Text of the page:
Alex Garland
The Coma

By Robin Norton-Hale

A young man wakes from a coma to a world that resembles the one he knows, but which differs from it in nightmarish ways. Alex Garland's strange new novella The Coma revisits the premise of his 2003 screenplay, 28 Days Later, except he's replaced the voracious zombies for the vagaries of an unreliable mind.

Carl, the hero and narrator, is attacked by a gang of thugs on the tube late at night and kicked unconscious. Apparently waking from this state, he tries to pick up the threads of his life, but finds himself increasingly adrift from the reality he remembers. As carl experiences ever more bizarre shifts in time and place, he starts to believe that he hasn't woken up at all and that the 'life' he's leading is in fact an exploration of his subconscious.

After the phenomenal success of his debut The Beach – which was actually very good, though it's easy to forget this post-Di Caprio and Hollywood – Garland was always going to have a difficult task pleasing both the critics and the legions of fans he had won. The complex structure of his second novel The Tesseract impressed some and infuriated others, and it seems likely that his latest offering will do the same, with its curious mixture of very short, simplistic sentences ('That morning, this is what we did. We made love, we took a shower, then we went downstairs and had breakfast') and showy psychology.

That's not to say that the writing doesn't have a sense of humour – and the flashes of it that occur are all the more effective for being unexpected. Trying to jolt himself awake with a memory-catalyst, Carl visits a book shop. This sets up a sequence that satisfyingly sends up the way we misremember 'great works of literature': ' "It is a truth universally acknowledged that a man in want of a woman is a man in need of things that a woman with needs can want to universally acknowledge..." I closed the book with a snap. It goes on in a similar vein for another three hundred odd pages. It makes you wonder why they teach it in school, don't you think?'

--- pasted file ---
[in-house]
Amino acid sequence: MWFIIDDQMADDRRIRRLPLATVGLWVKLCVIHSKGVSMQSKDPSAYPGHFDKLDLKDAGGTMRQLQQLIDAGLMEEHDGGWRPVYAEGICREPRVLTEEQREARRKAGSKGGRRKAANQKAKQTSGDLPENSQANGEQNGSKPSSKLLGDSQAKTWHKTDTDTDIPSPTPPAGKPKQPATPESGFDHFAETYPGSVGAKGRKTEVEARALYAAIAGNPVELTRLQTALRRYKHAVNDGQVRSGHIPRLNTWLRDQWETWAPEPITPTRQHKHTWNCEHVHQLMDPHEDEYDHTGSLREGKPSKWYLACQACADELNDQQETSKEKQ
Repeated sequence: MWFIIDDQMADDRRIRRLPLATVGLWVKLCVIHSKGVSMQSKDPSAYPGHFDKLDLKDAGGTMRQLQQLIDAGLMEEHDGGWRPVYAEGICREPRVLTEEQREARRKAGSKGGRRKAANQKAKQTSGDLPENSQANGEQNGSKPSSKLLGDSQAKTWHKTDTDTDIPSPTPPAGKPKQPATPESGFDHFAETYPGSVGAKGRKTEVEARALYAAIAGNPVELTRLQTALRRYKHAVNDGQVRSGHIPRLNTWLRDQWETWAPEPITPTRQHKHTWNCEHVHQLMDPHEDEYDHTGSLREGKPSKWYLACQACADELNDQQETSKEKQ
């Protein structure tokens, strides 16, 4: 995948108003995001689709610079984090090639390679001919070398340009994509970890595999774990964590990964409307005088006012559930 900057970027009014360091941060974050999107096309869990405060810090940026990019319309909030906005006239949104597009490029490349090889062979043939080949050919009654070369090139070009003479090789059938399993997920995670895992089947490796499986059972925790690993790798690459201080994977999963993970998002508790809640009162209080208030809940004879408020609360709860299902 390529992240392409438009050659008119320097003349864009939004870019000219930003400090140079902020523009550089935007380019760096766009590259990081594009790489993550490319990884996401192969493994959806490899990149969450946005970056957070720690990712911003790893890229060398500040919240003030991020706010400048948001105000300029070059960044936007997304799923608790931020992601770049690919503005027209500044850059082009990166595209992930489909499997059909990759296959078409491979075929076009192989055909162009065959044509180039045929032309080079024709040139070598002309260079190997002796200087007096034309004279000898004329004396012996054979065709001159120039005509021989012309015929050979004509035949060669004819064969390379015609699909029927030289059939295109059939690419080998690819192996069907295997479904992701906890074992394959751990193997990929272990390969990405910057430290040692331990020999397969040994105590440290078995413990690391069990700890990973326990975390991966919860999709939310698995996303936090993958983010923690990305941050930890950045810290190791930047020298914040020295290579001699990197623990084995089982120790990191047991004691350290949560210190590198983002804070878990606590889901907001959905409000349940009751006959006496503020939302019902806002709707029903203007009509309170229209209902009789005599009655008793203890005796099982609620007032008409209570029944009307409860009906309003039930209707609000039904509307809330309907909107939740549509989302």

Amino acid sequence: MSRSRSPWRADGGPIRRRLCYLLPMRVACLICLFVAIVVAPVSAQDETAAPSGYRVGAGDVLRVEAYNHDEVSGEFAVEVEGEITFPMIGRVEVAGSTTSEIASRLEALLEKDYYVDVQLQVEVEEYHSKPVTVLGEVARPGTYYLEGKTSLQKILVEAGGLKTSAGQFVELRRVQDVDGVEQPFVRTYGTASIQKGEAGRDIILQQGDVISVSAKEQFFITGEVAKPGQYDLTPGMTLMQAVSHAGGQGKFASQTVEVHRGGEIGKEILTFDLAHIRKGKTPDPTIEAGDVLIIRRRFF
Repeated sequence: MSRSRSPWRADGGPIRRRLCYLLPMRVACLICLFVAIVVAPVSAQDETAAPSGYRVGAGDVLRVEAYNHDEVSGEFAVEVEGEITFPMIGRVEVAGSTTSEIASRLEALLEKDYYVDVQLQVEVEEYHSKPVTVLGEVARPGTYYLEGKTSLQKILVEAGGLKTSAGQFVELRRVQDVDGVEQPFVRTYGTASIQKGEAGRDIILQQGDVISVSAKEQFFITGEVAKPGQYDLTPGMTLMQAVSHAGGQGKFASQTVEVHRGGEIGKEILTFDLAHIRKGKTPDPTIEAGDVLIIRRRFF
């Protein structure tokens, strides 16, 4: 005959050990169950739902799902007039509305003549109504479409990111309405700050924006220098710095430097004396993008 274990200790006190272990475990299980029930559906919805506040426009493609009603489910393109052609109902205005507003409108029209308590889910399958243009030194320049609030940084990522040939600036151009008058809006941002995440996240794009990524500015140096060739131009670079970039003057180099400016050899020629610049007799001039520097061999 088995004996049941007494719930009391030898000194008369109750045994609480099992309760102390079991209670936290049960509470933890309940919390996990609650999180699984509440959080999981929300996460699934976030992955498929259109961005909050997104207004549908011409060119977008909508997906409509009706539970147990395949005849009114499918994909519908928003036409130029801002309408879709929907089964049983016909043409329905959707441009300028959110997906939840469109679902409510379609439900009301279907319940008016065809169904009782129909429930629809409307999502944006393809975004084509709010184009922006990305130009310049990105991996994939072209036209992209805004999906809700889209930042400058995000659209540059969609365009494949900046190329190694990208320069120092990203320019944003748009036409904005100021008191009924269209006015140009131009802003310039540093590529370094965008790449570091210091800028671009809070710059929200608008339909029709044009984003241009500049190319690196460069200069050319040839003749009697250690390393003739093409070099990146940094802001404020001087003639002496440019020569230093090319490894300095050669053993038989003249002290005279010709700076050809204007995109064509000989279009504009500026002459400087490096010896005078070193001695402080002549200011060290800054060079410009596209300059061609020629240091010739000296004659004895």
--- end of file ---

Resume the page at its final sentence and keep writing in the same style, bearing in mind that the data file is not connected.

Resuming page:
Even these scenes are propelled by Carl's frustration and anxiety, and as in all of Garland's work, violence and fear are never far from the surface. But it isn't just this horror element which invites the comparison with 28 Days Later: The Coma feels like an idea for a film. Cinematic 'scenes' on every page are offset by noir-ish woodcuts created by Nicholas Garland, the author's father and political cartoonist for The Telegraph. If anything, The Coma is a picture book for grownups rather than a novel. The woodcuts are at least as responsible as the text for an unsettling atmosphere in which even a plate of toast and bacon seems doom-laden.

Adopting this experimental format could be considered a brave move, but it also allows Garland to skirt some of a novelist's major challenges. Characters are merely sketched, and a dream-plot always runs the risk of being a lazy narrative device. As Carl points out: 'everybody dreams, but nobody has ever managed to tell me what their dream was like. Not so that I really understood what they thought or felt.' An accurate observation, but one that gives the entire book a built-in excuse in case of failure. And while The Coma is atmospheric and thought-provoking, it is also vaguely unsatisfying, like listening to a description of someone else's dream.
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